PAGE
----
Rev 02/17/2024

 Foliar Nematodes Classification Hosts
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            Aphelenchoides Fischer, 1894

Type species of the genus: Aphelenchoides kuehnei Fischer, 1894

As of 2017 there were more than 200 nominal species assigned to the genus (Esmaeli et al., 2017).  Many are poorly described based on morphological and anatomical characters alone and are difficult to identify (de Jesus et al., 2016).

 Species of Aphelenchoides occur in soil, decaying plant residues, moss, and on the surfaces of rocks and trees, and in associations with arthropods. Many of the species are mycophagous but a few have importance importance as ecto- and endoparasites of plants. The major plant-parasitic species include A. besseyi Christie, 1942, A. fragariae (Ritzema Bos, 1890) Christie, 1932 and A. ritzemabosi (Schwartz, 1911) Steiner & Buhrer, 1932, parasitising rice, strawberry, ornamental and other plants (Golhasan et al., 2016).


Allen provided a key to the four important species related to A. fragariae.  The key is useful in that it provides gross characters for separating the four species, but Sanwal's more detailed key would be necessary for more precise diagnosis.

1.  Head swollen, wider than neck, 4 lines in wing area............2

     Head not swollen, 2 lines in wing area................A. fragariae.

2.  Length of post-uterine branch 5 or more times body width...3

     Length of post-uterine branch less than 4 times body width......A. besseyi.

3.  Tail bluntly rounded, with a single ventral spine.....A. subtenuis.

    Tail terminus peg-like, with 4 small mucrons........A. ritzemabosi.

[From:  Allen, M.W. 1952. ]

Sanwal listed 33 species and provided a key in 1961 (Canadian J. Zool. 39:  143-148); there arearound 175 species describedas of 2018 (Aliramaji et al., 2018).

The term "foliar nematodes" is the common name of plant-parasitic forms in the genus Aphelenchoides.  However, although some species of the genus are important plant pests, others are found in, and can be recovered from, soil, mosses, mushrooms and decaying organic materials (Aliramaji et al., 2018).  Many of the species are fungivores or facultative funcgivores.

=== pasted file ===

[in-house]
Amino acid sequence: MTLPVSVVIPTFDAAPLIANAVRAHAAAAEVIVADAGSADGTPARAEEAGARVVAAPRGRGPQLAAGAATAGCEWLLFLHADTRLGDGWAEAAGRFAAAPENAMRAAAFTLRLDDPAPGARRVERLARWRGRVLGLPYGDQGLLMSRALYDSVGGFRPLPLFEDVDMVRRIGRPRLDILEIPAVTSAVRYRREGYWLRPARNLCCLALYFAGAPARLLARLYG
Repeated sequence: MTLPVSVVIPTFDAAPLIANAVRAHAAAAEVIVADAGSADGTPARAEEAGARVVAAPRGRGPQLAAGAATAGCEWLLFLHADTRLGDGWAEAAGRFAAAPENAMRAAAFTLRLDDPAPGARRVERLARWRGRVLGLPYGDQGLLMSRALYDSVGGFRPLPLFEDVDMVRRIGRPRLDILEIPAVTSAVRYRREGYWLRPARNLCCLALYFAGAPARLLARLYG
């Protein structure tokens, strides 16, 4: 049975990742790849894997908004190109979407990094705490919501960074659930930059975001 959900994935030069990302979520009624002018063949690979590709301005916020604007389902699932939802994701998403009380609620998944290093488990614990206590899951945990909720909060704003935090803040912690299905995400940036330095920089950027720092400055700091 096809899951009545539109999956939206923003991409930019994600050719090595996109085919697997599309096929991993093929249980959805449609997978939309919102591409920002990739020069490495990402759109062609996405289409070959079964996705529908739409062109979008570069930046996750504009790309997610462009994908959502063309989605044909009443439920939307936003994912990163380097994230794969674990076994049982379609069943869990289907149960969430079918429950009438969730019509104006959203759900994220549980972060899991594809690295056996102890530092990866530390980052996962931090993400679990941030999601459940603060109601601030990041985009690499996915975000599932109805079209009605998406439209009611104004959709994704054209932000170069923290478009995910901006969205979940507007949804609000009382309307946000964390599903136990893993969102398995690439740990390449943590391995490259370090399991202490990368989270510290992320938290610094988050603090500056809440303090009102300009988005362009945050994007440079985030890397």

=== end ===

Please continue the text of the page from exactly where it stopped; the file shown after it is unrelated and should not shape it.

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Morphology and Anatomy:

Species identification is difficult due to poor older descriptions and unavailable type material. Molecular data are unavailable for most species, especially those described earliest. The relatively conserved morphology andlack of qualitative diagnostic morphological features further complicates Aphelenchoides species identification. However.the recently described species usually include molecular data, which is very useful for taxonomic comparisons of morphologically close species (Mobasseri et al., 2018).

  • Body length 0.5-1.2 mm long, and slender. Lip region usually slightly offset from body contour.
  • Nematodes in this genus have a large metacorpus.
  • Dorsal overlap of the esophageal glands over the intestine. 
  • Slender stylet with small, distinct knobs.
  • Dorsal esophageal gland opens into lumen of esophagus in metacorpus, just anterior to the pump chamber.
  • Subventral esophageal glands open into lumen of esophagus in metacorpus, posterior to the pump chamber.
  • Tails of both sexes never elongate-filiform, but usually more or
    less tapering, conical and frequently ending in one or more mucrons..

Ref: Nickle, 1970

Go To Dictionary of Terminology